“Yes, I did, ma’am,” I inclined my head to her before obeying her tacit command.
“Then have some klah, at least,” she poured some of the black fluid into a fine bone china cup without waiting for a response. “It’s still a bit chilly out here.”
I had to agree. The steaming liquid smelled wonderful. I declined the offer of cream and sweetener and took a sip. It tasted as rich and smooth as it smelled, with none of the bitterness typical of the brew. “This is quite delicious, ma’am,” I murmured.
“It’s from the mountains of Southern Valenwood, near Greenheart,” Umbranox met my gaze. Elegant blue silk trimmed with white lace on the cuffs, bodice and skirt hem covered a still-youthful figure. Light brown hair parted in the middle framed an unlined face and swept back into an elegant bun at the nape of her neck. Light brown eyes regarded me with a calm steadiness that inspired confidence. “I understand you were posted there for a while?”
“Near Arenthia,” I took another sip of the klah. “It’s a beautiful region.”
“I’ve never been,” Countess Umbranox gazed into the depths of her cup. “You are so lucky to have seen so much of Tamriel!”
“Lucky?” I repeated. “Aye, the Legion recruiters tell you you can see all of Nirn when you sign up, but truth be told, you’re too busy soldiering to see much of the local sights.”
Umbranox smiled, and now the first hints of her true age appeared at the corners of her eyes. “I believe it!” She leaned back in her chair. “My father served as legate in the Legion, and he was gone more than not!” Her gaze sharpened on me. “Perhaps you knew him? Milonius Silvanus?”
I thought for a moment, then shook my head at the unfamiliar name. “I’m sorry, ma’am. I served in Legio Six for most of my career.”
“Well,” Umbranox spooned up some berry compote. “It was a thought.” I remained silent and waited. After a moment, she dabbed at her lips with a lace napkin and met my gaze again with those steady brown eyes. “I want to express my gratitude to you for closing that Oblivion Gate outside Anvil,” she began. Her gaze turned out to sea, now visible with the mist burned away. “I understand you’ve been seeking aid for Countess Narina Carvain of Bruma.”
Mildly startled, I nodded. “Yes, ma’am, I have.”
Umbranox smiled at my surprise. “Count Cheydinhal sent me a message. He suggested that I do not refuse your request.”
My gaze drifted to the Dunmer boy standing just past Umbranox’s shoulder. He returned my gaze expressionlessly, but there was a flicker in his red eyes. He’s from Cheydinhal? Or House Hlaalu in Morrowind?
“Ah, yes, my page is Indarys’s nephew,” Umbranox added. I blinked at her uncanny perception. “And one of my young cousins serve in his court. That is as close as I want to get to Count Indarys.”
“Sendal seems to be doing well as your page, ma’am,” I nodded at the boy. Now the Countess’s eyes saddened slightly.
“He is coping well, so far from home and family,” she responded. “With his parents and aunt dead, it’s been, ah, difficult. But it is Indarys’s hope that by serving here so far from Cheydinhal, young Midave will find his place in Cyrodiil. I intend to see that happen, if only for the boy’s sake.”
Again I glanced at Sendal. His eyes were downcast, and his skin had the purple tinge that characterized the Dunmer blush. “He’s not the sort to accept pity,” I aimed my words at him. “And I like what I’ve seen of his determination. He’ll do well, with or without your help, ma’am.” The ruby flash preceded the insouciant smile, then Sendal’s face was impassive again, befitting that of a page. I turned my gaze back to Umbranox. “So Count Indarys asked that you grant the request I make on behalf of Countess Carvain, ma’am?”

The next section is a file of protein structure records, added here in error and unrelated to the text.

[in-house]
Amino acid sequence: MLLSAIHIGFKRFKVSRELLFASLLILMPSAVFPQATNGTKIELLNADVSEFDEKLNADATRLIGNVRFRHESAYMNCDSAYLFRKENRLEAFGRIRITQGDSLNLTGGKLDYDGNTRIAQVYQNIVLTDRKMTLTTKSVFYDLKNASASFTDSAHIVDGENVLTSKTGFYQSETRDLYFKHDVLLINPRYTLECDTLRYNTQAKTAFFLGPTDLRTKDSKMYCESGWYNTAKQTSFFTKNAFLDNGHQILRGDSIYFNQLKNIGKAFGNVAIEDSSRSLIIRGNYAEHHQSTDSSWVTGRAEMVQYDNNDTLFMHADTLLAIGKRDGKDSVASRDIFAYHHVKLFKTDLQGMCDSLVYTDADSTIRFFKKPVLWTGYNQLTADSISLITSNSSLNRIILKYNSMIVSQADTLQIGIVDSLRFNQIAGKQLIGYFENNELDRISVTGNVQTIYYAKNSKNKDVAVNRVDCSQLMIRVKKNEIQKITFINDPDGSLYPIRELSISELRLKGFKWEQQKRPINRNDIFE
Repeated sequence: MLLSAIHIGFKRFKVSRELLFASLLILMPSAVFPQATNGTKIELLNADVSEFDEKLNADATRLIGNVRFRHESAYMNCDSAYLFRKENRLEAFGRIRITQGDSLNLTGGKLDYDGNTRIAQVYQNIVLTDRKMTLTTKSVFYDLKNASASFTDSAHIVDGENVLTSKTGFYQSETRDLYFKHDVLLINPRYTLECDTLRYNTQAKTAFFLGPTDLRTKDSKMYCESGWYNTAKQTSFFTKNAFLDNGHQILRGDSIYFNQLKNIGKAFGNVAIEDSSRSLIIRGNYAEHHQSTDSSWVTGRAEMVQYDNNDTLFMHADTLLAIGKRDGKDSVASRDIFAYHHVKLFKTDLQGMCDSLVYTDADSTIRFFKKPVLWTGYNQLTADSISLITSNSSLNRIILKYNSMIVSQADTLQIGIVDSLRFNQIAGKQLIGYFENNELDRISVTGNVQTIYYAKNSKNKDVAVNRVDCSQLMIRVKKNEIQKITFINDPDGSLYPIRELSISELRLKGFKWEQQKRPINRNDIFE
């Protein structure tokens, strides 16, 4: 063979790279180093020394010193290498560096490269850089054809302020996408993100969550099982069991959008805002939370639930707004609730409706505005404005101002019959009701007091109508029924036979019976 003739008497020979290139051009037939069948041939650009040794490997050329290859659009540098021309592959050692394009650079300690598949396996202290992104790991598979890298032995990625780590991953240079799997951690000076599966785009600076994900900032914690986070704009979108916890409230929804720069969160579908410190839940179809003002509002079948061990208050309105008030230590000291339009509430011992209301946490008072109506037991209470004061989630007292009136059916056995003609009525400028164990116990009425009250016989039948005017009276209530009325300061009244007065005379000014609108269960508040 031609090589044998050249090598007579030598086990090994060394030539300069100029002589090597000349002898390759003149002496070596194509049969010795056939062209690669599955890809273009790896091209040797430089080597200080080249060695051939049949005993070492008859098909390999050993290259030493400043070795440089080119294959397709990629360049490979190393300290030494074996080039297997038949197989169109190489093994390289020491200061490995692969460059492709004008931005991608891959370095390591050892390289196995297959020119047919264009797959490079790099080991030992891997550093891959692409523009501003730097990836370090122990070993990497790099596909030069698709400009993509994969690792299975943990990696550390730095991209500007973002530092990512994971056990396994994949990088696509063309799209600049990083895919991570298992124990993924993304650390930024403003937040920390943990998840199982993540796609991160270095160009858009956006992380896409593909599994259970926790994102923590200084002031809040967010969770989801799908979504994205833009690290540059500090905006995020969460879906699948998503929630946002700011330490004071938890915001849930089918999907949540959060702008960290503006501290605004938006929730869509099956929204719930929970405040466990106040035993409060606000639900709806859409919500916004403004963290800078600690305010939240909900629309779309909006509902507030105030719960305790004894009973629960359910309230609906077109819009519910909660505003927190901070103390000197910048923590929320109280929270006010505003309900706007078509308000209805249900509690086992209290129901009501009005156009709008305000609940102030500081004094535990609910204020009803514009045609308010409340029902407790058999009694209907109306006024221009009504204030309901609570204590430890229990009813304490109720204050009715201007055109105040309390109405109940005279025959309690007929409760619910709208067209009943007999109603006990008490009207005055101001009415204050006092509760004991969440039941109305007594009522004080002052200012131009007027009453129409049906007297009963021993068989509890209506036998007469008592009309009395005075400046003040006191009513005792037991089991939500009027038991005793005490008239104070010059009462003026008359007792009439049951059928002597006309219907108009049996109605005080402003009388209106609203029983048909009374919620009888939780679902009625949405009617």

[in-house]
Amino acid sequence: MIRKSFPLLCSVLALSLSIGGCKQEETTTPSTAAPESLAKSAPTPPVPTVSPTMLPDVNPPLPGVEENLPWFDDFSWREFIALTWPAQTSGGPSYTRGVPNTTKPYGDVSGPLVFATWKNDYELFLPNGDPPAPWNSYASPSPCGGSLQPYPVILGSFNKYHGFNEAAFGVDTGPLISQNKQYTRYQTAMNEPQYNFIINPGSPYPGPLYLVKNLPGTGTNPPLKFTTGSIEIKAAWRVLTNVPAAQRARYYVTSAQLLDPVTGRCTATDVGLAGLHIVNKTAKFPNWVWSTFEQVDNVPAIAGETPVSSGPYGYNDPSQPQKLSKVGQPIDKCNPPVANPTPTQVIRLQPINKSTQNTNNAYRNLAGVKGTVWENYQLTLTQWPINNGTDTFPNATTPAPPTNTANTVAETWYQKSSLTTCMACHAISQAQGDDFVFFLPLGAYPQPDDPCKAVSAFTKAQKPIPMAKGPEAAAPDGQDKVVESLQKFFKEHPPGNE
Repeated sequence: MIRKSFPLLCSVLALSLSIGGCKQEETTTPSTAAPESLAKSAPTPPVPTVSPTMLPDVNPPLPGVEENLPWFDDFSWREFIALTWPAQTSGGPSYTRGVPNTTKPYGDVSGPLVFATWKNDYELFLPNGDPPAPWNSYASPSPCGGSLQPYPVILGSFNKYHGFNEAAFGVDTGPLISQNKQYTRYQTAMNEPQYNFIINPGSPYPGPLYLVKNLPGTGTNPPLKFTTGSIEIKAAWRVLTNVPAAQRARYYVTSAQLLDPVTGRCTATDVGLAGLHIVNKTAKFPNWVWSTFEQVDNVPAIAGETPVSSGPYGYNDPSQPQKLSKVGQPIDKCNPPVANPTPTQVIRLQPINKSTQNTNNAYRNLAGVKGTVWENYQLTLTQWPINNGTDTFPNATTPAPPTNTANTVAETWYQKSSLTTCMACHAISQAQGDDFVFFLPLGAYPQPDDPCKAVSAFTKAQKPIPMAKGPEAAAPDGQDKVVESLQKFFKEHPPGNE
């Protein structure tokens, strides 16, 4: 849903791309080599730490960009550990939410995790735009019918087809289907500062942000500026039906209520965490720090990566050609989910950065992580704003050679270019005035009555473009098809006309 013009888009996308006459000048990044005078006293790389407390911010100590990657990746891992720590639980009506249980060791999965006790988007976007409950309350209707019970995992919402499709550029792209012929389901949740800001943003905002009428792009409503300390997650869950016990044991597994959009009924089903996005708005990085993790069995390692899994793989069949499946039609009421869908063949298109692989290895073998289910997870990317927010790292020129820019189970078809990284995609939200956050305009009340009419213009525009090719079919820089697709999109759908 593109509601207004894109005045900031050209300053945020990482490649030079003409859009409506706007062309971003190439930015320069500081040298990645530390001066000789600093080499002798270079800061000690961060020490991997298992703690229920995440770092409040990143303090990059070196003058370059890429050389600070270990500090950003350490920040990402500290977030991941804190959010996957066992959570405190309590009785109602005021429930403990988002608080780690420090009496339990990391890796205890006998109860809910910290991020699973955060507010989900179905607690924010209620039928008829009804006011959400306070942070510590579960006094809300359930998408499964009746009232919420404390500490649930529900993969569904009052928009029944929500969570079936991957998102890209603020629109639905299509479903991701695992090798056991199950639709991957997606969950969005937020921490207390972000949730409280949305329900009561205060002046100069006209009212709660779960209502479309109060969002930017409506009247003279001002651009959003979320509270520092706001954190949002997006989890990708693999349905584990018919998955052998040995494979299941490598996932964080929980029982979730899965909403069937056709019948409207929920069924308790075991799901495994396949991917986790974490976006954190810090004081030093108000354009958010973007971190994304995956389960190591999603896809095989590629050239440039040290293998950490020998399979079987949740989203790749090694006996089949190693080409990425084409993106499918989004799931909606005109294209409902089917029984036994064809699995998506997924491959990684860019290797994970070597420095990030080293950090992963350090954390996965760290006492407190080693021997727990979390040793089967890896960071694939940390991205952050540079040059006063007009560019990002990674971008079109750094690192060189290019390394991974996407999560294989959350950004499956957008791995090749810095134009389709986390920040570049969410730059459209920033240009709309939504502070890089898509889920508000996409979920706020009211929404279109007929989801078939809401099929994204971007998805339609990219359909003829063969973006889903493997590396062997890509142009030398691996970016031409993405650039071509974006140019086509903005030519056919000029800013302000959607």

“Yes, and I’m inclined to do so,” Umbranox responded. “I can not spare a full century as he did, but I shall send eight contubernii
. I hope that will be sufficient.”
“Yes, eight contubernii
is most generous of you, ma’am,” I agreed.
“But what of you, Julian?” Umbranox refilled her cup before folding her hands around its warmth. “What would be reward enough for you?”
I turned my head and gazed out at the ocean, now blue in the morning sun. The fog had completely disappeared during our conversation, and the sun sparkled off the whitecapped waves below.
“That farm east of here, on the bluff -“ my voice faltered. I took a deep breath. “I understand it’s been empty these many years.”
Umbranox’s silence drew my eyes back to her. Dark brows drawn together, her face had a look of concerned bemusement. “The old Gweden homestead?” she asked. “Are you certain, Julian? I know what -“ she stopped herself. “Are you certain you want to go back there?”
I thought about it for a moment. Do I want to relive that day I found what was left of my mother and my brother? Do I want to see their blood again on the walls and floor? Do I want to smell that goblin stench again?
“It’s time to put those ghosts to rest,” I spoke slowly, my eyes on the Dunmer boy. “Time to return the farm to happier times, to restore the beauty of the place.”
Umbranox regarded me for several moments more. Then she lifted a hand in a signal to Sendal. He disappeared through the door into the Countess’s quarters. “Normally I would require that you pay the back taxes on the property before I deed it to you,” she said quietly. “But no one can put a value on the service you provided us in closing that Oblivion Gate. If you are certain you want to move back to Anvil, if you are certain that you can make it a productive and happy place once more, those back taxes will be waived and the deed shall be yours.”
Sendal reappeared, a rosewood box in his hands. He set it on the table between us with a bow. As he stepped back, Umbranox opened the wide casket, drew out a parchment and laid it on the table near me. While I picked it up, she set a blue silk purse beside my cup with a soft jingle of coins.
“When you were discharged from the Legion four years ago,” Umbranox spoke softly, “apparently you left instructions that your pension payments were to be sent here. Unfortunately, you never came for them. I’ve been holding them all these years for you, in hopes that someday you would return to Anvil.” I stared at the purse. “You’ll find the amount matches that of the Legion records down to the last drake.”